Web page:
Photo via Wikimedia Commons
New York City's enforcement of its ban on foam began this week.
By Carlotta Mohamed

A new law to ban the use of Styrofoam in New York City restaurants will take effect Jan. 1, 2019.

Under Local Law 142, “food service establishments, stores, mobile food commissaries and manufacturers may not possess, sell, or offer for use single-service Expanded Polystyrene (EPS) foam food service articles or loose fill packaging.”

The law will apply to businesses within New York City’s five boroughs using foam takeout containers, cups, packing peanuts, plates, bowls, and trays.

Exceptions include EPS containers used for prepackaged food that have been filled and sealed prior to receipt by the business, and EPS containers used to store raw meat, pork, fish, seafood, or poultry sold from a butcher case or similar retail appliance. Foam blocks used as protective packaging in shipping are not covered under this law.

The law was established because Styrofoam poses an environmental threat, since it cannot be recycled or broken down in landfills, according to the New York City Department of Sanitation.

During organic waste collection, Styrofoam can break down into smaller pieces that contaminate organic waste, making it unusable for composting or reuse.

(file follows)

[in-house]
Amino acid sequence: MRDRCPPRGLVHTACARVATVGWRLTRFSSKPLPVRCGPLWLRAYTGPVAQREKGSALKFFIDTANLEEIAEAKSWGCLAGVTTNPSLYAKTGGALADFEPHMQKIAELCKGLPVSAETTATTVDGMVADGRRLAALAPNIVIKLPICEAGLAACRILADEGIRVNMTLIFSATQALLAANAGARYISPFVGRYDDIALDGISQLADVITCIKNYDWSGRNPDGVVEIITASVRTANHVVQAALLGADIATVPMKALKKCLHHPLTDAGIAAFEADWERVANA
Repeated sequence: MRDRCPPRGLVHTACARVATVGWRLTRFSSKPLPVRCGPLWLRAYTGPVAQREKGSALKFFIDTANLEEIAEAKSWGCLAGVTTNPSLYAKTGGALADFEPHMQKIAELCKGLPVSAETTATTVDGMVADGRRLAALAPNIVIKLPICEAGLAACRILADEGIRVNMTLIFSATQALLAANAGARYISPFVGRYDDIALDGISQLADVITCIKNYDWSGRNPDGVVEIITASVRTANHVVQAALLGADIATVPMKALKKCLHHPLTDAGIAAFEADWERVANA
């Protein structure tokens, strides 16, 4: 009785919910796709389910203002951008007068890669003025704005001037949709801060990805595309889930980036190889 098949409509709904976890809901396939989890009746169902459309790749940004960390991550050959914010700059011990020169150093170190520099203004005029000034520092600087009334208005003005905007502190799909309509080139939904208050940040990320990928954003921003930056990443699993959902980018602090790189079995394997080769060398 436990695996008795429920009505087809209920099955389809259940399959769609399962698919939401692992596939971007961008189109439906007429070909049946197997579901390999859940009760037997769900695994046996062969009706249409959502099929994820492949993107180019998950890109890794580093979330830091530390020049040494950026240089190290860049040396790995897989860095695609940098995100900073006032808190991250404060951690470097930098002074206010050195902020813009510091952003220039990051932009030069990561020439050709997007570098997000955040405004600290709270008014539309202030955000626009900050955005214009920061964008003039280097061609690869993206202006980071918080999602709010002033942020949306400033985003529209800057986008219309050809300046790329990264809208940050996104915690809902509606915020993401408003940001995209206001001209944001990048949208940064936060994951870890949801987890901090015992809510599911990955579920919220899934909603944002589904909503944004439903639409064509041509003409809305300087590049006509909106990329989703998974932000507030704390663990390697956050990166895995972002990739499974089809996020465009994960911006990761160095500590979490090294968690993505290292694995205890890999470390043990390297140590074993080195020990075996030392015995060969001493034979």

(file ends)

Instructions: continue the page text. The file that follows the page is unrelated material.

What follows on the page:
There will be a six-month grace period beginning Jan. 1, 2019, for businesses to find alternative forms of packaging before fines will be imposed.

Under Local Law 142, for the first violation, the fine will be $250; for the second violation within 12 months, the fine will be $500; and, for the third and each subsequent violation within twelve months, the fine will be $1,000.

“Many food establishments in Flushing rely heavily on customers who carry out their food. It is very important for these businesses to be informed of this law so they can quickly work to find alternative ways to package their food and continue on with their business,” said Sunny Sun, vice president of the New York Chinese Business Association.

Alternative packaging options include aluminum, rigid plastics, uncoated paper, glass, and compostable items.

Small businesses with less than $500,000 in gross income for the most recent tax year and nonprofits may apply for hardship exemptions from the New York City Department of Small Business Services (SBS) if they can prove that the purchase of alternative products not composed of EPS would create a financial hardship. SBS is currently accepting applications for polystyrene foam hardship waivers.

To access the application, visit www.nyc.gov/foamwaiver.

“We urge local businesses to educate themselves about this new law to avoid the thousands of dollars in fines that may accrue when the NYC Department of Sanitation begins to issue violation notices,” said Taehoon Kim, president of the Greater Flushing Chamber of Commerce. “For the many small businesses that will experience hardship because of this new law, we encourage you to apply for a one-year waiver from the NYC Department of Small Business Services.”

To learn more, visit www.nyc.gov/foamban.

Reach reporter Carlotta Mohamed by e-mail at cmohamed@cnglocal.com or by phone at (718) 260–4526.

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